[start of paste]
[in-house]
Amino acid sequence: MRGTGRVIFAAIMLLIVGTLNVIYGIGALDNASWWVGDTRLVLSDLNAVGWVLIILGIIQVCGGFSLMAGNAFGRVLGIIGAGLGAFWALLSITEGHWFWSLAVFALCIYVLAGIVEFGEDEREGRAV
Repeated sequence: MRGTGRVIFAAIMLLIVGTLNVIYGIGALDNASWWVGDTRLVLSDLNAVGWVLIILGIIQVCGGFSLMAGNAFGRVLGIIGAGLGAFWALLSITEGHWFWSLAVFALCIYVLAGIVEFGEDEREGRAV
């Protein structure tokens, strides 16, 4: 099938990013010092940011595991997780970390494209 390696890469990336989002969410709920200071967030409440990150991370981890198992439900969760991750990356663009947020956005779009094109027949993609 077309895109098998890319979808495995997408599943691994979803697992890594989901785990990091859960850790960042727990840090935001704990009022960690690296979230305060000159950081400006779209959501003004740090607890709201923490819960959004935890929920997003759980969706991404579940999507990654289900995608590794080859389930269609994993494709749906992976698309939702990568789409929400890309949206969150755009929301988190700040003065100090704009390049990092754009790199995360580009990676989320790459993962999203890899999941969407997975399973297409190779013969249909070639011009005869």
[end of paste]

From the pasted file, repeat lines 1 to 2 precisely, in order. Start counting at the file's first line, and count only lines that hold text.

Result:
[in-house]
Amino acid sequence: MRGTGRVIFAAIMLLIVGTLNVIYGIGALDNASWWVGDTRLVLSDLNAVGWVLIILGIIQVCGGFSLMAGNAFGRVLGIIGAGLGAFWALLSITEGHWFWSLAVFALCIYVLAGIVEFGEDEREGRAV